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http://assets-s3.rollingstone.com/assets/images/album_review/0de44824b1f6b12abd22bc0ae2821326522beeb8.jpg KISS

Kiss

KISS

Casablanca
Rolling Stone: star rating
Community: star rating
5 0 0
December 28, 1978

Kiss is an exciting Brooklynbased band with an imaginative stage presentation and a tight new album. The music is all hard-edged — they call it "thunderock" — and throughout their electrical storm solid craftsmanship prevails. Paul Stanley's rhythm guitar is the star of the proceedings, barking out the coarse chord patterns that comprise the foundation of the band's material. Gene Simmons can thus provide an extra dimension to the band's music by playing fluid bass patterns (especially on "Cold Gin") and Peter Criss contributes impressive drumming marked by Keith Moon's power and proficiency.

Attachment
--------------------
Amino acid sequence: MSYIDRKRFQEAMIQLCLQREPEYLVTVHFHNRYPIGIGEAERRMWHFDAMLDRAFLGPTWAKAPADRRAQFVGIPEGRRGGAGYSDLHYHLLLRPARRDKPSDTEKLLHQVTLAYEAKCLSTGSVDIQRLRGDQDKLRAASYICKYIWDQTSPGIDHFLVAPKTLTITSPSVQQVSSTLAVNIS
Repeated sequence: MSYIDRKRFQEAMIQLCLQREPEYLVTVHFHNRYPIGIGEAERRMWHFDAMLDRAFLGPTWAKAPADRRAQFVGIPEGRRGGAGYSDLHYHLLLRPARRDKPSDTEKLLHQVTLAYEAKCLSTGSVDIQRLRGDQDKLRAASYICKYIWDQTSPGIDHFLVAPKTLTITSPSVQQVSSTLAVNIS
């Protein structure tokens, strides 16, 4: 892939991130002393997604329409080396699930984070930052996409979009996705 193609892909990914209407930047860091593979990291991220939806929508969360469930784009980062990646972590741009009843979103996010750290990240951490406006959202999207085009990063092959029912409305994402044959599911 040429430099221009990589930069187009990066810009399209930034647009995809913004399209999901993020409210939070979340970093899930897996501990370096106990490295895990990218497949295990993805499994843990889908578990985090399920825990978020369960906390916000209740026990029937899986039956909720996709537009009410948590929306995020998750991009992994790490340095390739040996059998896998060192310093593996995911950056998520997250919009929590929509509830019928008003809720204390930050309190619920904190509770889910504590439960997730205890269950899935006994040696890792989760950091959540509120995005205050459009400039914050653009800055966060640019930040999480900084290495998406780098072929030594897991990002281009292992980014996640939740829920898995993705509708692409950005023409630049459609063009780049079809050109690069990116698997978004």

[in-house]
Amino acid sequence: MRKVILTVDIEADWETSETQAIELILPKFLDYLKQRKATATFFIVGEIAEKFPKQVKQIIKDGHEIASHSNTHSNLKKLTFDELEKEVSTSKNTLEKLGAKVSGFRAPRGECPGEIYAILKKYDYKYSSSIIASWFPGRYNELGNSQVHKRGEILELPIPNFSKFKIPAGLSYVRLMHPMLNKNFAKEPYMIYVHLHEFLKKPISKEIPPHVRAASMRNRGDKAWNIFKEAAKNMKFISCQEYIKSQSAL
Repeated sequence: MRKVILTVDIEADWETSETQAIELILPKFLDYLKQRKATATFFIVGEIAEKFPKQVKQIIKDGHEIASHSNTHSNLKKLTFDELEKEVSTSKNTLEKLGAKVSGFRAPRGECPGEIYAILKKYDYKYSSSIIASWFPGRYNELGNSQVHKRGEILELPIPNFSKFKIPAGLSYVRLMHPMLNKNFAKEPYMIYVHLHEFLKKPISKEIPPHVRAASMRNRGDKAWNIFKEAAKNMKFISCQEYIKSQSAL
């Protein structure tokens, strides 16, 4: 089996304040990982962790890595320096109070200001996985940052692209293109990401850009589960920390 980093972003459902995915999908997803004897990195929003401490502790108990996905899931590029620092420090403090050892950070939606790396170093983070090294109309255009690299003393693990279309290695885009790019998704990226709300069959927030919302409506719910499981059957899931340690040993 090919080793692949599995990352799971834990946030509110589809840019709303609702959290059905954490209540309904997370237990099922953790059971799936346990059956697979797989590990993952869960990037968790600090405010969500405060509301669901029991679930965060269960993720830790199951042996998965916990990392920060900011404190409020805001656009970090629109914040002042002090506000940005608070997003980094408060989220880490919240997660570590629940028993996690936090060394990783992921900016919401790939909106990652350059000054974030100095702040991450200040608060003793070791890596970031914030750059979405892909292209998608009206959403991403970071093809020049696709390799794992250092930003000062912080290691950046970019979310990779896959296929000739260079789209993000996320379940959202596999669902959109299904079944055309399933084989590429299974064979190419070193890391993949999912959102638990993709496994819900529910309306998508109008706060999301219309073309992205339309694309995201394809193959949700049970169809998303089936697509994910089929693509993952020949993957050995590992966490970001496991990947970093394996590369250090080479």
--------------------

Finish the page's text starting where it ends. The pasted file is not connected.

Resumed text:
"Nothing to Lose," "Firehouse" and "Cold Gin" — a Side One trilogy that would make Alice Cooper proud — provides over ten minutes of steady, stompin' rock & roll with an allenveloping forcefulness. The manic "Deuce" makes fine music for crushing skulls and "Strutter" prominently displays the lead guitar talents of Ace Frehley, an unmistakable graduate of the Buck Dharma school of frenetic fretting.

An exceptional album, Kiss could have been even better had the group incorporated more of their concert sound into the recording studio. Onstage they rain a Black Sabbath-like fury, but here they sound more like a cross between Deep Purple and the Doobie Brothers. Though Frehley is an integral component of the stage show, here his guitar is used sparingly, particularly on "Cold Gin," where a solo could've propelled the tune to a higher plateau. A firm commitment to their stage sound (as in "Deuce" and portions of "Black Diamond") could well insure excellence — a course worth pursuing.

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